Green Concern for SMEs; ENTERPRISE

The Birmingham Post (England), March 28, 2007 | Go to article overview

Green Concern for SMEs; ENTERPRISE


Byline: By Joanna Geary Enterprise Editor

Owners and senior managers of SMEs are optimistic about the future, but underestimate the challenge posed by environmental issues, a new report claims.

Almost two-thirds of small businesses believe their revenues will increase by more than ten per cent per annum, according to the study by international business coaching firm Shirlaws. SMEs are also confident of their role as drivers of the economy, with 71 per cent believing they will be a key source of innovation for larger players.

But despite major corporations clamouring to stake their green credentials by reducing emissions and waste, small firms are less concerned.

The study ranked environmental issues 18th in a list of the 18 biggest challenges facing businesses in the next five years.

Just 2.8 per cent of owners, partners, managing directors and chief executives put environmental issues in their top five concerns.

Only ten per cent of respondents thought "having a clear environmental stance" would help them recruit and retain talent. This rose to 13.4 per cent of those aged 25 to 41 and dropped to eight per cent in the 42 to 60-year-old category.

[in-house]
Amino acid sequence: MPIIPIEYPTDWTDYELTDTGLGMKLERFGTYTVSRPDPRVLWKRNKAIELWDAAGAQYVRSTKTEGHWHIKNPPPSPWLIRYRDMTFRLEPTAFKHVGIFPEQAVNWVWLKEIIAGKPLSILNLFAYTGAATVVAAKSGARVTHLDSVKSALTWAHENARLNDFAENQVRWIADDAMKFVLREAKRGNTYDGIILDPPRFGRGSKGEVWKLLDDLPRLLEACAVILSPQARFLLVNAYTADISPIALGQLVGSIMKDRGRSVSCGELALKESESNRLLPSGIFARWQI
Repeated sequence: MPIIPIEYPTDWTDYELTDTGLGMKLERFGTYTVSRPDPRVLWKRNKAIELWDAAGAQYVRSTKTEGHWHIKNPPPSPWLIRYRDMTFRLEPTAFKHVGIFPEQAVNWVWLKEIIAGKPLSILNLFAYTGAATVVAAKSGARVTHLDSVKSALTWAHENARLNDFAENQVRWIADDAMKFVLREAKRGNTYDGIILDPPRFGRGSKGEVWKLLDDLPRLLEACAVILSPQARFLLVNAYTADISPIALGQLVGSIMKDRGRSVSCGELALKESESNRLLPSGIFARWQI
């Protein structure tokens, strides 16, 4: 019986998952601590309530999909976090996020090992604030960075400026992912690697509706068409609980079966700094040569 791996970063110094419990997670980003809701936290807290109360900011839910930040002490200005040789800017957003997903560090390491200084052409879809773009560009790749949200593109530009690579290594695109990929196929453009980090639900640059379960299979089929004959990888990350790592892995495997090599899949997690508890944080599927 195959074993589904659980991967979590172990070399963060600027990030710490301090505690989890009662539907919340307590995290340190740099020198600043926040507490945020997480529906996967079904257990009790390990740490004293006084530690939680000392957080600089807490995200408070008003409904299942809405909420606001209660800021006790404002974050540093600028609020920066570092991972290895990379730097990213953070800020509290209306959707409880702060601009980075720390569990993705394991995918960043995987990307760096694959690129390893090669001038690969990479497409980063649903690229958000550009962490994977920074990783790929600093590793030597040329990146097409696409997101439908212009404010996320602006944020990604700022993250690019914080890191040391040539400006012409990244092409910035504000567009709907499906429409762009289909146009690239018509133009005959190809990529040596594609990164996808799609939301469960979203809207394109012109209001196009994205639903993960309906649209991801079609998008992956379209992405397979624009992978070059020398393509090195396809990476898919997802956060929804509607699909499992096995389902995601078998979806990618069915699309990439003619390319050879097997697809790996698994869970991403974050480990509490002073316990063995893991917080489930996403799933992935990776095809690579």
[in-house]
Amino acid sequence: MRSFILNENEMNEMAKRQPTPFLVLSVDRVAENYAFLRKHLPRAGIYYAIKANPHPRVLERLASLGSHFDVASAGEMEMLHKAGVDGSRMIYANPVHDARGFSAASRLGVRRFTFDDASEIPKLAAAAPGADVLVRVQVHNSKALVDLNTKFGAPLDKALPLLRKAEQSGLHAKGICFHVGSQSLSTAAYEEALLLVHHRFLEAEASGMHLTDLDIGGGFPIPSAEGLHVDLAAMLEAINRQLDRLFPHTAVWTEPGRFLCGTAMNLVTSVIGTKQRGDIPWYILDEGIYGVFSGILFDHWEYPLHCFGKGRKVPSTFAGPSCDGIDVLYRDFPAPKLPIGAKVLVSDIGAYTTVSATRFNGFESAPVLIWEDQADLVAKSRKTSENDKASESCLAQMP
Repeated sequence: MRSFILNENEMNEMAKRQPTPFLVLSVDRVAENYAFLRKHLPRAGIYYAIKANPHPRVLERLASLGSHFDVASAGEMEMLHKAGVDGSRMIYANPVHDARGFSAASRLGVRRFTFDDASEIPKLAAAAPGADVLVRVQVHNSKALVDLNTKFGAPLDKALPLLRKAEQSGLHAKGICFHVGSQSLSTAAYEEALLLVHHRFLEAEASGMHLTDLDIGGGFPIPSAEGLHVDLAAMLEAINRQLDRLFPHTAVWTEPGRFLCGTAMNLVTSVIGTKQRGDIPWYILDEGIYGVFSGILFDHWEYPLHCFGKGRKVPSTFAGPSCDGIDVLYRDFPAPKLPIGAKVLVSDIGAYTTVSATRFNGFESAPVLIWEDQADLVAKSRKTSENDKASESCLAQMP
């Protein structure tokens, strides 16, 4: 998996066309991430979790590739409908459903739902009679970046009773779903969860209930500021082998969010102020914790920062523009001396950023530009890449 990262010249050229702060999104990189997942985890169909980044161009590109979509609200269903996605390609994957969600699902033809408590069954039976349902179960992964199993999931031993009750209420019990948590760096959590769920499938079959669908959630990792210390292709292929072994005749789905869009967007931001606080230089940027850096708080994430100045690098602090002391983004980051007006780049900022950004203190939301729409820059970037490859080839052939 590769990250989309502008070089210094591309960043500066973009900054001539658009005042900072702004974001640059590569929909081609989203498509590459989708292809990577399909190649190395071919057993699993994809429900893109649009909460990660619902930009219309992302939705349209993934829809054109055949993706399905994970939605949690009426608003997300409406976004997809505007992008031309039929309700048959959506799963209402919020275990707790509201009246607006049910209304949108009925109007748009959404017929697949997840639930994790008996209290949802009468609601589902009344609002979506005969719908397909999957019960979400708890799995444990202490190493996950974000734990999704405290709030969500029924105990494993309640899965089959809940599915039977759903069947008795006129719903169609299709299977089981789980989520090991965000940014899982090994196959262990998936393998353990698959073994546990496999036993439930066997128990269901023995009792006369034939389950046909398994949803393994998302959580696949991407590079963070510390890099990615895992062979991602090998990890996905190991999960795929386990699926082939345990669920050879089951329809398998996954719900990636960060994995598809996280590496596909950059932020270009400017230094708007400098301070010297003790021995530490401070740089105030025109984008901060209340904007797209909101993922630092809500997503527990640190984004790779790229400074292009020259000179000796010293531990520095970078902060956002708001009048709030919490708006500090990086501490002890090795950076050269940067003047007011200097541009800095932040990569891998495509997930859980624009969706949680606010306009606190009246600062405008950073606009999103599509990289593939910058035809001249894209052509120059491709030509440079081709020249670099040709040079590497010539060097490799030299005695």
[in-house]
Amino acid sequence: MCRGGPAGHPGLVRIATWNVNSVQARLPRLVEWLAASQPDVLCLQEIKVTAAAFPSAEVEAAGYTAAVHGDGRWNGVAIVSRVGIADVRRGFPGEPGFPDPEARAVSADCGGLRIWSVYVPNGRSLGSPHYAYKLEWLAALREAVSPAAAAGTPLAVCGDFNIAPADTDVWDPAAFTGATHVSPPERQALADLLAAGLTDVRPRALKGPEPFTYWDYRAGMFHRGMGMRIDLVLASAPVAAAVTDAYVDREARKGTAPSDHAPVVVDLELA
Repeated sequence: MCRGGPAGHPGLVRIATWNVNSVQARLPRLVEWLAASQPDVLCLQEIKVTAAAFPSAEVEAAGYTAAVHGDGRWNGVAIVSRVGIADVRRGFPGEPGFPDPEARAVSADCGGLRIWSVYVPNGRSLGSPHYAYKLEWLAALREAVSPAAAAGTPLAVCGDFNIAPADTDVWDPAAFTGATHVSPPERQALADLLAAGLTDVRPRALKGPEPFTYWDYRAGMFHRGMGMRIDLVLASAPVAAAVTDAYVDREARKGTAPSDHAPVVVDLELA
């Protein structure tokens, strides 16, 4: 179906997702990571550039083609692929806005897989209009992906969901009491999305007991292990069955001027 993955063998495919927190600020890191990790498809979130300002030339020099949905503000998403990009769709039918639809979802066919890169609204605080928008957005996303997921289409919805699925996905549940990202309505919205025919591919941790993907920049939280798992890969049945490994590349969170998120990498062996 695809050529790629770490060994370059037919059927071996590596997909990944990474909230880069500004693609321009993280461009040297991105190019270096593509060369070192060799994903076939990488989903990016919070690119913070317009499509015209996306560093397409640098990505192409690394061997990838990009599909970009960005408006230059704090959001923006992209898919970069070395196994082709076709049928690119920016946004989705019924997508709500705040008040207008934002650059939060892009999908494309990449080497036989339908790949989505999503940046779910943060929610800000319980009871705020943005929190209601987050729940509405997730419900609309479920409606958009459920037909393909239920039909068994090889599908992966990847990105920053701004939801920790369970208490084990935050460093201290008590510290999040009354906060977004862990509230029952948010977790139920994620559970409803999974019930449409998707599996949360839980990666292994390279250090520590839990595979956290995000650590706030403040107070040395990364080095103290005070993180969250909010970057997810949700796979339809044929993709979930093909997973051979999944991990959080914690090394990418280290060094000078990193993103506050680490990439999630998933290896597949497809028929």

Darren Shirlaw, founder of Shirlaws Global, said: "It has to be a concern that this sector of the commercial community is not registering the impact that green issues will have on the future of their businesses.

"It has already been shown that Generation-Y talent -just entering the commercial world - rates an environmental stance as important in potential employers.

"And it is unthinkable that large corporations, who number SMEs among their suppliers, will not demand that their supply chain contribute to their publicised environmental goals."

According to respondents the biggest business challenge was recruiting and retaining talent - with 62 per cent listing it as one of their top five concerns.

Increased efficiency (46 per cent), finding new customers (36 per cent), developing future leaders (33 per cent) and controlling costs (32 per cent).

Mr Shirlaw said: "From our experience coaching SMEs we know that management time is often spent on day-to-day administration rather than concentrating on strategic issues to help develop the business. …

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